Blog >> Editing, Filming, Mindset

5 Steps To Make (Really Good) Travel Videos

By on October 7, 2015

So, you’re about to embark on an adventure. I get it, it’s one of the best, most exciting feelings. As you’re planning your trip, you’re thinking of the way you want to capture it. You see so many boring travel photos plastered all over your Facebook newsfeed, and are looking for a way to truly capture your memories. 

There’s something about making a travel video that’s very appealing – it can be very creative, rewarding, and if you put a bit of thought into it, it can become your own exciting project that you have going on throughout your travels. When I went round South America I actually often found myself feeling very productive, but with nothing to do – instead thinking about all the cool ventures I would start when I was back home. (When you travel it’s easy to feel like you need to do something with all the inspiration you build up from the adventures). Since then, I’ve found that creating a kick ass travel video is THE best way to focus this energy and come back from the trip with something really meaningful.

Video is one of the best ways you can capture your memories in their purest form, and with awesome new technology coming out in this field the whole time (latest iPhone shoots 4K video…), there hasn’t been a better time to do it. But where do you even start? That’s what I wanted to help you out with – here are the 5 steps that should guide you in the right direction and set you way ahead of the curve.

Step One – Get Inspired (& Plan)

This is where we can start to talk about the intimidation of the vast blank canvas that stands before you. You could literally make your travel video anything you want. From a documentary that aims to capture as much truth and reality as possible, to a highly pre-planned cinematic masterpiece. It could be a video that shows off your good times and romanticises the travel lifestyle, or it could be a hilarious reel of you and your friends/people you meet cracking jokes and doing stupid shit. The possibilities are endless, and blending your own vision with what happens spontaneously on the day is the true beauty of travel filmmaking.

The best place to start is to watch some other travel videos. From epic high production vids to some more amateur stuff – you’ll find all the inspiration you need on YouTube and Instagram. The key here I’ve found is rather than seeing a video and trying to copy the entire thing, look for certain aspects and techniques you love, find out how to create them, and try and incorporate them into your video.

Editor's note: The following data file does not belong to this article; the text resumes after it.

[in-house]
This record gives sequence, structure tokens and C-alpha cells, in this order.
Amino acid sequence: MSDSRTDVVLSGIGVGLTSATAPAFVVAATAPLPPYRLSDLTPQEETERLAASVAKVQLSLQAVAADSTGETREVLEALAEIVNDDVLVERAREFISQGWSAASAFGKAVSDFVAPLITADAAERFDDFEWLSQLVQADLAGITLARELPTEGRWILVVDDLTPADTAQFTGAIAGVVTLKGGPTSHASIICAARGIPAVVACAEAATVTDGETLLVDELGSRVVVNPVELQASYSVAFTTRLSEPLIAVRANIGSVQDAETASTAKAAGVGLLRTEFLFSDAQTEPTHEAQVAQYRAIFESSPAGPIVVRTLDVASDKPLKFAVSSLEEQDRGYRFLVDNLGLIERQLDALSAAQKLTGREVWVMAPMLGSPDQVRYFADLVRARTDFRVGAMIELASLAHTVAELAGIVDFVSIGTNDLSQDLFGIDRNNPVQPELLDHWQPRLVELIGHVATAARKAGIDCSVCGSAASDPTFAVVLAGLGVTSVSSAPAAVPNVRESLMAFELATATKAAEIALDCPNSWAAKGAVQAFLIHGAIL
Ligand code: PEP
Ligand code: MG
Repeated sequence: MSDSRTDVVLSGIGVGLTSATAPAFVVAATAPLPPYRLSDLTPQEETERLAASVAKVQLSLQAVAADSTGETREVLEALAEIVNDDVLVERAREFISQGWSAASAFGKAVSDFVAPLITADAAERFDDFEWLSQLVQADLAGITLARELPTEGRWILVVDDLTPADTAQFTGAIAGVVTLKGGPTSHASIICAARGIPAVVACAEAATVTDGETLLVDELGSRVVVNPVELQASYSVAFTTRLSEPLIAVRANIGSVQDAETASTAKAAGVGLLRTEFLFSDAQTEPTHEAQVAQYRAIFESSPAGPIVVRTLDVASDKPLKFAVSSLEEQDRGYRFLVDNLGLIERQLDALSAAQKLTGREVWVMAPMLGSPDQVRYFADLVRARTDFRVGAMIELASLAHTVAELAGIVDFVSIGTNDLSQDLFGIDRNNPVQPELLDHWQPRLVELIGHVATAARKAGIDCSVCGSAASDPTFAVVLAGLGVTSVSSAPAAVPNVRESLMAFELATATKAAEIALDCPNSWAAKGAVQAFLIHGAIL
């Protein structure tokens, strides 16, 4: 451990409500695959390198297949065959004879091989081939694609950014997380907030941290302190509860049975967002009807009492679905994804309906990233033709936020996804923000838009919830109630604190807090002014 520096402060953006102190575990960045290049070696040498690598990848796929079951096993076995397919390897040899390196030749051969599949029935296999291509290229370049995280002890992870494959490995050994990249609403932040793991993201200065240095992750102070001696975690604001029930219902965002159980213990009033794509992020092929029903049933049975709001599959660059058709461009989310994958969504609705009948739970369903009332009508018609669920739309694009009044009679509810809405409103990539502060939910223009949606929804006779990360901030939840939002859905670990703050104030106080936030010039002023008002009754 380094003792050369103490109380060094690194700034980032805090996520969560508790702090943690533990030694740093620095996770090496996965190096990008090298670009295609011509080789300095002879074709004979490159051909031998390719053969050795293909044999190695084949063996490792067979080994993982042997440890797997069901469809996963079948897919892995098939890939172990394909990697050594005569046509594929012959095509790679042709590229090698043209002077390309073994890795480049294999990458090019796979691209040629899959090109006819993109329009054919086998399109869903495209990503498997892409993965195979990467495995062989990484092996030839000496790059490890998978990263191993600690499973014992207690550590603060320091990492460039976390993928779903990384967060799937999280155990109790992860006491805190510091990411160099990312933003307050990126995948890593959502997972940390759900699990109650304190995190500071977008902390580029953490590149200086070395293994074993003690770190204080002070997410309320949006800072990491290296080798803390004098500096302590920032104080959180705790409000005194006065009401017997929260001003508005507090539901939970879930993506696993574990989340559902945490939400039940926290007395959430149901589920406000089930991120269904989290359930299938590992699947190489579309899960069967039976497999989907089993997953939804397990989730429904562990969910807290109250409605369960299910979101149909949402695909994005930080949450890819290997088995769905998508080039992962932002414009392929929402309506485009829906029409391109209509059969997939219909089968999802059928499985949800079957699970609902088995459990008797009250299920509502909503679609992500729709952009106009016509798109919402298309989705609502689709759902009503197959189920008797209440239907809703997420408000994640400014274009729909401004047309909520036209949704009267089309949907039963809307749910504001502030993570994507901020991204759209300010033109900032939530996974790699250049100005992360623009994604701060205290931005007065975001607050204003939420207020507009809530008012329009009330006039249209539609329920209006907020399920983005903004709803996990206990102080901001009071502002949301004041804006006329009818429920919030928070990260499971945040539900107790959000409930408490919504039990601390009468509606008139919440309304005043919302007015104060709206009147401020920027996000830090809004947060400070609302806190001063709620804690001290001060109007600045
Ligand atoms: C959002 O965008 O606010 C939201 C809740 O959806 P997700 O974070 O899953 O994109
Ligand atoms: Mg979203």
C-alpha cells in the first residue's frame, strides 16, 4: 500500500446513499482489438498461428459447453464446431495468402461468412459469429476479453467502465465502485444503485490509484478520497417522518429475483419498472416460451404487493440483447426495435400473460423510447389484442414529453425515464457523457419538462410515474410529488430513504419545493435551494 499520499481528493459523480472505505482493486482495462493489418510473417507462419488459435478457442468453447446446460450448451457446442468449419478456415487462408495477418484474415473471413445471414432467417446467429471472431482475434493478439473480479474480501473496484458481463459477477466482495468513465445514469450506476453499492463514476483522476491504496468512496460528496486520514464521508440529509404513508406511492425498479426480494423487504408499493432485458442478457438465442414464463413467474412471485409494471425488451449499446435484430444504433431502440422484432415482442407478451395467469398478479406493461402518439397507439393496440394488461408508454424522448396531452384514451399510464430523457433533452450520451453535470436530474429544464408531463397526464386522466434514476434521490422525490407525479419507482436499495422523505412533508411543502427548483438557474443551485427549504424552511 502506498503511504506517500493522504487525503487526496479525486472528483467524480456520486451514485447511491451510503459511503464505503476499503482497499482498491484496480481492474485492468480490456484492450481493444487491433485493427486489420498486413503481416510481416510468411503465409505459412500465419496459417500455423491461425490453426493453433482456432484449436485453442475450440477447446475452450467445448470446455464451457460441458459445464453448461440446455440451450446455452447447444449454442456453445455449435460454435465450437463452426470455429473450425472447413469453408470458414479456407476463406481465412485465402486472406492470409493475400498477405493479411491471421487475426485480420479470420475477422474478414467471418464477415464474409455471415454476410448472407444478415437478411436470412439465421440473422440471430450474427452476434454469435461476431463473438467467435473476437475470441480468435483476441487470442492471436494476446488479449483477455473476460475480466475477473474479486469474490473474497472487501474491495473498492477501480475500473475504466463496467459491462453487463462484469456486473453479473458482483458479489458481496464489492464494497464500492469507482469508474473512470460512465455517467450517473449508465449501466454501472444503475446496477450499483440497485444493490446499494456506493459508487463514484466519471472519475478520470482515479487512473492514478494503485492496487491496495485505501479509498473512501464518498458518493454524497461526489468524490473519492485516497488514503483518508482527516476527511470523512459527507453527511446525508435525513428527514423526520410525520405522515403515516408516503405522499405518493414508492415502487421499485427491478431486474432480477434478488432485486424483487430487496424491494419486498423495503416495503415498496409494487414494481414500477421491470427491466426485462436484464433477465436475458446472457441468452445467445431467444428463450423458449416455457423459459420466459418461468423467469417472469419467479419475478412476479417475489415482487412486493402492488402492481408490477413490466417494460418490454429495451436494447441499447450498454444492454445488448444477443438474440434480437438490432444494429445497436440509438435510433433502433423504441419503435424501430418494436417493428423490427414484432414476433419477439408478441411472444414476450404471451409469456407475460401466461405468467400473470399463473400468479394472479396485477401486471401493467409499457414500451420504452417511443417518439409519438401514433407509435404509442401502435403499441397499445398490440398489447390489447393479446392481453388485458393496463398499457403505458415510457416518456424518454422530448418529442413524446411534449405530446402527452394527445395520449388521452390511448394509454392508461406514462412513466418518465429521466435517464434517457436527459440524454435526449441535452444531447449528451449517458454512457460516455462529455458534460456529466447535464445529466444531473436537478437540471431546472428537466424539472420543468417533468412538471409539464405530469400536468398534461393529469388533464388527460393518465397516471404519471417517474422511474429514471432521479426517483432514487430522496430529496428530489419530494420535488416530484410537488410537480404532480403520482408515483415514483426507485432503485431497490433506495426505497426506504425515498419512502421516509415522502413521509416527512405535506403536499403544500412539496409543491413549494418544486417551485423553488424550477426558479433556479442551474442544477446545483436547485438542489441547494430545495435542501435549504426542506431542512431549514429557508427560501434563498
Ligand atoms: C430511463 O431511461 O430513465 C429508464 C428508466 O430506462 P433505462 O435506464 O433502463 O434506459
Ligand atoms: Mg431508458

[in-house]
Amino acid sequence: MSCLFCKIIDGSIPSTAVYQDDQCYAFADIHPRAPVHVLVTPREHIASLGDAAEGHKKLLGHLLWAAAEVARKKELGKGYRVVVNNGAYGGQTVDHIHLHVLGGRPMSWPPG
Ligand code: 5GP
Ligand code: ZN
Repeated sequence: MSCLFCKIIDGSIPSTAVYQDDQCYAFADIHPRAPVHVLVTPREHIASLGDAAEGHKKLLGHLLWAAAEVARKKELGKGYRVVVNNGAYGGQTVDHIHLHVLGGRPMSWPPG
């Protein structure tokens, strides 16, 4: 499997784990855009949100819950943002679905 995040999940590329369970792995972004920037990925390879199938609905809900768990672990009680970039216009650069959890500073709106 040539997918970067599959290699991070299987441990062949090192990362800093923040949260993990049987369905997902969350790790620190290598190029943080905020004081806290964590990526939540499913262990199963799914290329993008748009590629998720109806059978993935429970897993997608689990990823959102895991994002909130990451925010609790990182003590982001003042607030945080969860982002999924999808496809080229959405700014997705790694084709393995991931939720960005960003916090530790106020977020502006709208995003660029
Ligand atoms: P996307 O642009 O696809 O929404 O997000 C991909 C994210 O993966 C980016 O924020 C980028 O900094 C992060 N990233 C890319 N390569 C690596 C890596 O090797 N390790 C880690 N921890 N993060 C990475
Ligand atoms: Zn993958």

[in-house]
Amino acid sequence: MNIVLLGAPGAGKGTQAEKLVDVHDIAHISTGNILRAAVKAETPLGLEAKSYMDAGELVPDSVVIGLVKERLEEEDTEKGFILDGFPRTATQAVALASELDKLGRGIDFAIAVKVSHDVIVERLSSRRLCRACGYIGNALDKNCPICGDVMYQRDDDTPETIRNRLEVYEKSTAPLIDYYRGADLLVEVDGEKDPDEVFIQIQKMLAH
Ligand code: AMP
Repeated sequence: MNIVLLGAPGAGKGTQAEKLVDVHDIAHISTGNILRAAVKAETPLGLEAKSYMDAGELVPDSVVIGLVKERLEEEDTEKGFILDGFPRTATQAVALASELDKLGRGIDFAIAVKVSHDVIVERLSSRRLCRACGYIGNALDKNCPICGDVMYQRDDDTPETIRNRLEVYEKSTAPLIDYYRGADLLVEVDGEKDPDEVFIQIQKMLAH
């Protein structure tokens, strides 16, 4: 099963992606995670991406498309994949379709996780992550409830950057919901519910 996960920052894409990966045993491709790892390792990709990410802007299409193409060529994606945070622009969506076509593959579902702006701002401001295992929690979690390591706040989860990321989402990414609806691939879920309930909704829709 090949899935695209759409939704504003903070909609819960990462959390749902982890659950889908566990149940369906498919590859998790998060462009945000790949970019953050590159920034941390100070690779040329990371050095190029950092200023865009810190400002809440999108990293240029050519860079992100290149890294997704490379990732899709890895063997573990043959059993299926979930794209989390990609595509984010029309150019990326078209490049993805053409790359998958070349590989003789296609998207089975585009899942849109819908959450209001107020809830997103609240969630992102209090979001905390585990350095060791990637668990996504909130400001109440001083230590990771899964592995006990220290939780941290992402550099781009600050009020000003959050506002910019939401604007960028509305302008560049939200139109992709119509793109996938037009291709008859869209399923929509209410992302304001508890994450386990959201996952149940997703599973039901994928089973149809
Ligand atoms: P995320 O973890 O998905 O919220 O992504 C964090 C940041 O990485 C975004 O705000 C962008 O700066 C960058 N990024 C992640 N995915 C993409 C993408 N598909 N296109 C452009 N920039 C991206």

I wanted to give you some examples of cool travel videos that you can watch to get some inspiration, and take some techniques from.

For example, my buddy Joe had a very clear idea in his mind about what he wanted to create when he went to South-East-Asia, and the result is simple but awesome. Just by using this simple technique in each cool landscape/situation he was in and understanding editing basics, he came out with something that captured his trip in a unique and very watchable way:

Awesome. Here is a video I made of a 10 day trip to Croatia. This was a film that I was thinking about a lot throughout my whole time there, and I had a specific style in mind before I even started. The rough process was to film for a couple of days, roughly edit the footage, see what direction the video was going, see what I was missing (more fun? more chilled out bits? more landscapes?) and base the rest of my focus on that. Note that I didn’t let this influence my trip – I still went with the flow, but just paid attention to what I was filming.

For example if I was in a bus, where me and my mates were joking around, and at the same time the landscape we were passing through were awesome – and I knew I had loads of footage of my mates joking around and not enough landscapes – guess what I would shoot. (And even better get a couple of shots with both in).

Here is a more narrative style of travel video in the form of a VLOG from FunForLouis. Although he does daily videos, which is a full time job in itself, you can take a lot of inspiration from him and the fun way he brings his personality into the video.

So go do a few searches online, get inspired, and gather together a few techniques/styles to keep in mind when you set off.

If you have no idea how to pull off a certain technique – research how to do it! There’s a Youtube tutorial out there for everything. And I mean everything.

Step Two – Pick your camera and equipment

Here it is, the Big Question: What camera should I shoot with?

This is a hard one. I almost had a breakdown trying to decide whether I should take my DSLR to South America or not. In hindsight I’m really glad I did, because we got some epic photos and high quality footage from it. At the same time though – it did take up quite a bit of room, and I managed to snap the lens straight off the body a couple of weeks in… (I got it fixed of course).

It all comes down to how committed you are. These days I bring a whole lot more than just an DSLR on my trips, but that’s because I love making travel videos and it’s slowly becoming my ‘job’.